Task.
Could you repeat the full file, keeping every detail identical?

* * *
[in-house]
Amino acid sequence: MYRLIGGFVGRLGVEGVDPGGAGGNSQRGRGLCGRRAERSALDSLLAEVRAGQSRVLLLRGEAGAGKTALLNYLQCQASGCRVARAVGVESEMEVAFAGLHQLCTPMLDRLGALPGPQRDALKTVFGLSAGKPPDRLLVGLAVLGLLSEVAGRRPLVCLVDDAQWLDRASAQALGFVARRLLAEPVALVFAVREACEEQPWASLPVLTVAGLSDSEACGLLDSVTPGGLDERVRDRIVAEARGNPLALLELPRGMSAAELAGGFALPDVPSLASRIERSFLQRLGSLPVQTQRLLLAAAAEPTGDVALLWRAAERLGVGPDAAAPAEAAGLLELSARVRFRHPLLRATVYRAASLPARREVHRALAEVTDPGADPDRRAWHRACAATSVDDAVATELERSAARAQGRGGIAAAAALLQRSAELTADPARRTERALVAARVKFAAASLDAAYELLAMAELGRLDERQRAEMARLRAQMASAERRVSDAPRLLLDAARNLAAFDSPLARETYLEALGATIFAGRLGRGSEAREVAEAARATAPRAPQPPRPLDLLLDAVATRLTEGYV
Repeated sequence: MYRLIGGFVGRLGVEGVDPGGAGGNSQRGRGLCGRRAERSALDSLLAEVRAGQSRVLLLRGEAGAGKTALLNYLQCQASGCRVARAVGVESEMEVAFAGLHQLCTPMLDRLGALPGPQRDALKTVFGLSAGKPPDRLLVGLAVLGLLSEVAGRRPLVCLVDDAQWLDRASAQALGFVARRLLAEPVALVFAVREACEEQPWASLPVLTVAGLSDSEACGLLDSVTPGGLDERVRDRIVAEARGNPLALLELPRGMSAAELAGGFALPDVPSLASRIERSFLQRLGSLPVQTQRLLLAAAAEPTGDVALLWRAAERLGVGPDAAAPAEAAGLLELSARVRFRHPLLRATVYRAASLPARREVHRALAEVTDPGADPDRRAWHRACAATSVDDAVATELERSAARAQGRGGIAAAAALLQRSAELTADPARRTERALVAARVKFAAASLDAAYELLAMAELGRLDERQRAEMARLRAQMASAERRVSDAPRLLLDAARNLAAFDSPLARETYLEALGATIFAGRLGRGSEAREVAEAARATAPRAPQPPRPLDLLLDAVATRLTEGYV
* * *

[in-house]
Amino acid sequence: MYRLIGGFVGRLGVEGVDPGGAGGNSQRGRGLCGRRAERSALDSLLAEVRAGQSRVLLLRGEAGAGKTALLNYLQCQASGCRVARAVGVESEMEVAFAGLHQLCTPMLDRLGALPGPQRDALKTVFGLSAGKPPDRLLVGLAVLGLLSEVAGRRPLVCLVDDAQWLDRASAQALGFVARRLLAEPVALVFAVREACEEQPWASLPVLTVAGLSDSEACGLLDSVTPGGLDERVRDRIVAEARGNPLALLELPRGMSAAELAGGFALPDVPSLASRIERSFLQRLGSLPVQTQRLLLAAAAEPTGDVALLWRAAERLGVGPDAAAPAEAAGLLELSARVRFRHPLLRATVYRAASLPARREVHRALAEVTDPGADPDRRAWHRACAATSVDDAVATELERSAARAQGRGGIAAAAALLQRSAELTADPARRTERALVAARVKFAAASLDAAYELLAMAELGRLDERQRAEMARLRAQMASAERRVSDAPRLLLDAARNLAAFDSPLARETYLEALGATIFAGRLGRGSEAREVAEAARATAPRAPQPPRPLDLLLDAVATRLTEGYV
Repeated sequence: MYRLIGGFVGRLGVEGVDPGGAGGNSQRGRGLCGRRAERSALDSLLAEVRAGQSRVLLLRGEAGAGKTALLNYLQCQASGCRVARAVGVESEMEVAFAGLHQLCTPMLDRLGALPGPQRDALKTVFGLSAGKPPDRLLVGLAVLGLLSEVAGRRPLVCLVDDAQWLDRASAQALGFVARRLLAEPVALVFAVREACEEQPWASLPVLTVAGLSDSEACGLLDSVTPGGLDERVRDRIVAEARGNPLALLELPRGMSAAELAGGFALPDVPSLASRIERSFLQRLGSLPVQTQRLLLAAAAEPTGDVALLWRAAERLGVGPDAAAPAEAAGLLELSARVRFRHPLLRATVYRAASLPARREVHRALAEVTDPGADPDRRAWHRACAATSVDDAVATELERSAARAQGRGGIAAAAALLQRSAELTADPARRTERALVAARVKFAAASLDAAYELLAMAELGRLDERQRAEMARLRAQMASAERRVSDAPRLLLDAARNLAAFDSPLARETYLEALGATIFAGRLGRGSEAREVAEAARATAPRAPQPPRPLDLLLDAVATRLTEGYV